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2002 Annual Science Report

NASA Ames Research Center Reporting  |  JUL 2001 – JUN 2002

Habitable Planets

4 Institutions
3 Teams
0 Publications
0 Field Sites
Field Sites

Project Progress

The likelihood that Earth-like planets exist in orbit around stars similar to the Sun has been investigated using computer simulations of planetary accretion. It is found that terrestrial planets should form in orbit around Sun-like stars provided that a star’s protoplanetary nebula and giant planets are not too dissimilar to those of the Solar System. However, the simulations demonstrate that Earth-like planets do not form if a star has giant planets moving on orbits with periods of less than a few years, or moving on highly eccentric or inclined orbits. These results were presented at the 2002 Astrobiology Science conference, Moffett Field, CA (AMES), April 7-11 (J. Chambers, Terrestrial Planet Formation in Extrasolar Systems) and a paper is nearly ready for submission to the journal Icarus for publication.

The radiative-convective climate model of Kasting has been updated by including a new routine for calculating infrared fluxes. This routine uses 16-term correlated-k coefficient sums to parameterize absorption by CO2 and H2O. The k’s are spaced so that they give good resolution of the Doppler cores of absorption lines. This allows us to calculate accurate temperature profiles in the stratosphere?something that the previous climate model was not good at.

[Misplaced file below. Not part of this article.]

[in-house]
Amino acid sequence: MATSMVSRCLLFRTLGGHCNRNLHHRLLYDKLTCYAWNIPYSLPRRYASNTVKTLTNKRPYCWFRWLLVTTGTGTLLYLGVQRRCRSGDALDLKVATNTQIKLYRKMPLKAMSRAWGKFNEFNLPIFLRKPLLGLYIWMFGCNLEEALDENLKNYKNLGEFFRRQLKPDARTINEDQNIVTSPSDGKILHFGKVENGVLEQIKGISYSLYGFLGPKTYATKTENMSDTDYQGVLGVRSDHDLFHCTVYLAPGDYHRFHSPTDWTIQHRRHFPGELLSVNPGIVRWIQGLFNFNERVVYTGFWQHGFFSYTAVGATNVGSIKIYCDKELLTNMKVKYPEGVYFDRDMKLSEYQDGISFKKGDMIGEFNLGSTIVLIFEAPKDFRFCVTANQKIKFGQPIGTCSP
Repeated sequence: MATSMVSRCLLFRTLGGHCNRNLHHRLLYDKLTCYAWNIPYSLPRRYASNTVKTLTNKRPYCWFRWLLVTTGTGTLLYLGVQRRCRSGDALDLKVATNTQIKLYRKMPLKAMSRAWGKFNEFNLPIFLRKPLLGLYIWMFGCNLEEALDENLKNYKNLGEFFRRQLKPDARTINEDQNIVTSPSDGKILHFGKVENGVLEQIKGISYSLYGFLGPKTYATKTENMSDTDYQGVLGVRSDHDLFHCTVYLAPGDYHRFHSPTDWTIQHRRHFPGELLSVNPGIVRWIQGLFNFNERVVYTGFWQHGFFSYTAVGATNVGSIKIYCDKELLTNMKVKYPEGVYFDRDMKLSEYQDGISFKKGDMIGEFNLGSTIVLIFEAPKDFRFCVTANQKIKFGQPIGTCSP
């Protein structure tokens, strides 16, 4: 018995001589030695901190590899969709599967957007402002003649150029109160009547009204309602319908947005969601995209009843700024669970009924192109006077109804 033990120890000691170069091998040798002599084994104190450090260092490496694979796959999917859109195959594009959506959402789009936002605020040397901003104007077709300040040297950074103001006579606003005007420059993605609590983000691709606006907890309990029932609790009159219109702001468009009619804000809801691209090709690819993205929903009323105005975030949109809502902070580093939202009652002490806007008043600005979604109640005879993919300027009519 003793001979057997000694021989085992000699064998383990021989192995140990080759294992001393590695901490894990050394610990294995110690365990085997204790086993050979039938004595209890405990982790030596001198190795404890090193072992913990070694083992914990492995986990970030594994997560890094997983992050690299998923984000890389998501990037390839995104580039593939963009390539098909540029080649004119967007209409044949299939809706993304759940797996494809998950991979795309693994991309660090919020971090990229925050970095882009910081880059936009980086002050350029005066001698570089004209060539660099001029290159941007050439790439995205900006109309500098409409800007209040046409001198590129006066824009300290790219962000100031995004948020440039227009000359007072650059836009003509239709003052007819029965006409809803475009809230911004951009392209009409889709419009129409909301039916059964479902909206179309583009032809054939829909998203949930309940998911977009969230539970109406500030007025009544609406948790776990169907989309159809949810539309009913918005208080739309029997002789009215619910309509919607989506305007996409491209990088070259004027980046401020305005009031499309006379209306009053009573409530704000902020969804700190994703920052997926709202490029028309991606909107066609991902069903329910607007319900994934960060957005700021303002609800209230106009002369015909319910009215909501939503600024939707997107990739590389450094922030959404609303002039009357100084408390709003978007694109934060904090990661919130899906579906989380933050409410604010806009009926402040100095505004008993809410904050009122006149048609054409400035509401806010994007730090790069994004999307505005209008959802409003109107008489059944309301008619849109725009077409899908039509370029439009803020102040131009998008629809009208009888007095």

During the previous year the group led by Brian Toon and Margaret Tolbert at the University of Colorado made progress in a number of areas. Through a combination of laboratory studies {“The condensation of carbon dioxide on water ice: Implications for the Martian atmosphere” (D. Glandorf, A. Colaprete, M. A. Tolbert, O. B. Toon), Icarus submitted (2002) and numerical modeling (“Carbon dioxide clouds at high altitude in the tropics and in an early dense Martian atmosphere”, (A Colaprete, and O. B. Toon), Icarus submitted, (2002)}, it has been shown that carbon dioxide clouds are unlikely to have provided a significant greenhouse warming in the early history of Mars. Therefore, the greenhouse model to explain the ancient river valleys on Mars is seriously flawed.?

Further work in progress has shown what types of particles may have formed in the early terrestrial atmosphere {Trainer, MG., Daniel B. Curtis, Alice E. Delia, Owen B. Toon, Margaret A. Tolbert, Christopher P. McKay, and Douglas R. Worsnop, 2002, Mass Spectrometric Laboratory Studies of Tholin Particles: Application to Early Earth and Titan, Presented at the 2002 Astrobiology Science Conference, Moffett Field, CA (AMES), April 7-11; and Trainer, MG., Daniel B. Curtis, Alice E. Delia, Darin W. Toohey, Owen B. Toon, Margaret A. Tolbert, Christopher P. McKay, and Douglas R. Worsnop, 2002, Laboratory Studies of Early Earth Tholin Particles, Presented at the 2002 Laboratory Astrophysics Workshop, Moffett Field, CA (AMES), May 1-3}.

Analysis of data returned from the Clouds and Earth’s Radiant Energy System (CERES) instrument onboard the Earth Observing System (EOS) satellites shows the same behavior as found in data from the predecessor Earth Radiation Budget Experiments (ERBE) over the warm pool in the Pacific Ocean. Namely, the outgoing IR radiative energy flux maximizes and then decreases as a function of increasing sea surface temperature (SST), a signature of the runaway greenhouse effect. It has been shown that there is a clear distinction between maximum SST and SST at which the outgoing infrared (IR) flux is a maximum. In addition, it has been shown that there is an excellent inverse correlation between outgoing IR flux and amount of water vapor above 5 km altitude. A paper on this work was presented at the 2002 Astrobiology Science Conference, Moffett Field, CA (AMES), April 7-11 (The Runaway Greenhouse Effect on Earth and Its Implications for Other Planets, M. Rabbette, C. McKay, P. Pilewskie, R. Young, S. Clanton), and a paper has been submitted for publication to the journal Science (2002) (Rabbette, McKay, Pilewskie, Young).